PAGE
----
ERCOT Listening Tour Offers More Explanations Than Plans

Virtual town hall tries to allay fears of power grid reliability

A wintry scene in North Austin during last February's Winter Storm Uri (Photo by John Anderson)

On Wednesday, Jan. 26, the League of Women Voters and state Rep. Gina Hinojosa, D-Austin, hosted the Electric Reliability Council of Texas' interim CEO Brad Jones on a "listening tour" to explain what's being done to prepare the grid for another winter storm. Before fielding questions, Jones opened with describing several measures ERCOT has already taken, including facility inspections of weatherization measures by the Public Utility Commission of Texas and introducing statewide emergency alerts through the Texas Division of Emergency Management.

In response to Gov. Greg Abbott's now­-infamous guarantee that last year's Winter Storm Uri catastrophe won't be repeated, Jones said, "We've done everything possible to make sure that the lights do stay on." On Tuesday, Abbott amended his statement in regards to this week's ice storm: "No one can guarantee there won't be a load shed event."

Power plants had until Dec. 1 to file weatherization reports, and all did except eight, who received fines totaling $7.5 million. But the gas companies that fuel them, despite being the biggest contributors to the blackout (and to Abbott's reelection campaign), didn't have to. Jones hopes that once the state maps out all critical infrastructure in the grid by this Septem­ber, "it will be much easier to track which facilities have to be weatherized to improve our overall reliability."

To attempt to corral gas providers, Jones recommended a gas desk at ERCOT to "advise all operators of any gas limitations, maintenance, forced outages, or supply inadequacy." Meanwhile, the Texas Railroad Com­mis­sion, which regulates the natural gas industry, has required those providers to sign up as critical services whose own electricity won't be shut down during a blackout. ERCOT is prioritizing backup gas resources for generating plants: "If natural gas becomes unavailable, they can switch to the alternate fuel on-site."

One of the main questions from attendees was on equitable load-shedding during a blackout; many emailed asking why Down­town's lights stayed on. Jones responded that Downtown's grid is a sort of mesh structure, which makes it more reliable for those businesses but also precludes Austin Ener­gy from turning off any one feeder. The same is true for critical infrastructure like hospitals, he said: utilities are trying to centralize those lines "so the power goes to the hospital, but those other 100 customers that are on that same line can now help in reducing their load."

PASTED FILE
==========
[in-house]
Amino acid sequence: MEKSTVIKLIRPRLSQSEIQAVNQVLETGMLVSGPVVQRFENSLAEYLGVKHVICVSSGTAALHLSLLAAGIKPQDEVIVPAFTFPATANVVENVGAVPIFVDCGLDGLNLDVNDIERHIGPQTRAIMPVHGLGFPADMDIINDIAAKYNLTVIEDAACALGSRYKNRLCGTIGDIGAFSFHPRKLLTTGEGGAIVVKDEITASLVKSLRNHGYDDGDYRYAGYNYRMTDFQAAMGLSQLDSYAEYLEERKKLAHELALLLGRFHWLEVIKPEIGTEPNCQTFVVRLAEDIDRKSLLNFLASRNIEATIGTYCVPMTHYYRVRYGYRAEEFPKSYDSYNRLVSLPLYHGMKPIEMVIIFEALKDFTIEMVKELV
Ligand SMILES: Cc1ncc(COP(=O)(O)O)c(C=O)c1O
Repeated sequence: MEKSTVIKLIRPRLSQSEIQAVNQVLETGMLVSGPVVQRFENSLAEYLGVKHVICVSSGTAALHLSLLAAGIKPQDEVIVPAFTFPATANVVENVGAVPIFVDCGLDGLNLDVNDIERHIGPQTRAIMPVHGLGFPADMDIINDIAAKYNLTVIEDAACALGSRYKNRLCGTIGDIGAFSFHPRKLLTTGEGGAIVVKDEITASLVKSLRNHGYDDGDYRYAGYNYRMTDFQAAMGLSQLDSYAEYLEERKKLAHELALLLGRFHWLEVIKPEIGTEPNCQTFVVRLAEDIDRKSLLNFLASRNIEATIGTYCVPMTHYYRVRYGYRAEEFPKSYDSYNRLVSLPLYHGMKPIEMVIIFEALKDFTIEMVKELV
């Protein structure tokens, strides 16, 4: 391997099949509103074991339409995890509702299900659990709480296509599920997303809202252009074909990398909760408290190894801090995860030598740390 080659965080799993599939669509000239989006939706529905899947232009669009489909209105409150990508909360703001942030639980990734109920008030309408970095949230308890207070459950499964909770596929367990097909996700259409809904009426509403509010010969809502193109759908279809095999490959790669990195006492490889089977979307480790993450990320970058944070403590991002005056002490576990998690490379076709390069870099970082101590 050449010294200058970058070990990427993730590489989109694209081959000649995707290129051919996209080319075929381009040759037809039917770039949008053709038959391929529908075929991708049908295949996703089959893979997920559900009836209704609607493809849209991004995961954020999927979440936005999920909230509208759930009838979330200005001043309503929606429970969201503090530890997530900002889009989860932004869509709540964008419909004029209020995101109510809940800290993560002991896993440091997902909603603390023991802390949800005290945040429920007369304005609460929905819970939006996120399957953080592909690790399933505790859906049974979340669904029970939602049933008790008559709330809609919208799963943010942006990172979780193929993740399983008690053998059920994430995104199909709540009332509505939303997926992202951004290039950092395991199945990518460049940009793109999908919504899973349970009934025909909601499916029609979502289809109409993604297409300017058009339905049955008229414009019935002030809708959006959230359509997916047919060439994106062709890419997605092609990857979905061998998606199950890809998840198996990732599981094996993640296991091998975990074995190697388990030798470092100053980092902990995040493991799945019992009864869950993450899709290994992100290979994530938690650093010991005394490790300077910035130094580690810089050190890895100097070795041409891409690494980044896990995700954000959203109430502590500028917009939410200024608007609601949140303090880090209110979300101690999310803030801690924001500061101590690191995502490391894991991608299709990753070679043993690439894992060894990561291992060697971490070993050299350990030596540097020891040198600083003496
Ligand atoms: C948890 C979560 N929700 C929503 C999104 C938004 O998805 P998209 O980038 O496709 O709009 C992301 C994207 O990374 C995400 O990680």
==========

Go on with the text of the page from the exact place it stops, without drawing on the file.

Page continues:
Looking to avert crises like Uri in the future, Jones says, "We want to bring in as much solar and wind as we possibly can. The key though, is to make sure we have other resources to balance them." Solar power doesn't work at night without battery storage, which would have to be scaled up to run for several days to get through a weeklong event like Uri. Jones says the ideal backup is "micro-grids": Companies like H-E-B and Wal­mart can use generators to "separate from the grid until ERCOT is safe enough for them to return." Battery energy storage systems (BESS), which use rechargeable batteries to close the gap (or "ramp") of about two hours that it takes to bring dispatchable generation online once solar cuts out, are another part of the solution, Jones says: "We have to make sure that we have other resources available to cover those two hours while we're bringing up slower generation." With BESS, he says, if Austin were to endure the opposite of Uri – a heat dome such as Portland experienced last summer, leading to scores of deaths – solar would get us through.

Overall, Jones says, "We've been bringing on additional reserves to make sure we have an abundance of caution. The best way to say it is that before, operators had gotten comfortable standing at the edge of the cliff and looking down, and now we stand 10 feet back. That's the difference."

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Heat Wave Renews Call for Renewable Energy
Heat Wave Renews Call for Renewable Energy
Solar and wind could do the job more efficiently, advocates say

Lee Nichols, Aug. 12, 2011

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ERCOT, Electric Reliability Council of Texas, Winter Storm Uri, Gina Hinojosa, Brad Jones, Greg Abbott, Austin Energy, blackouts, League of Women Voters, Texas Railroad Commission

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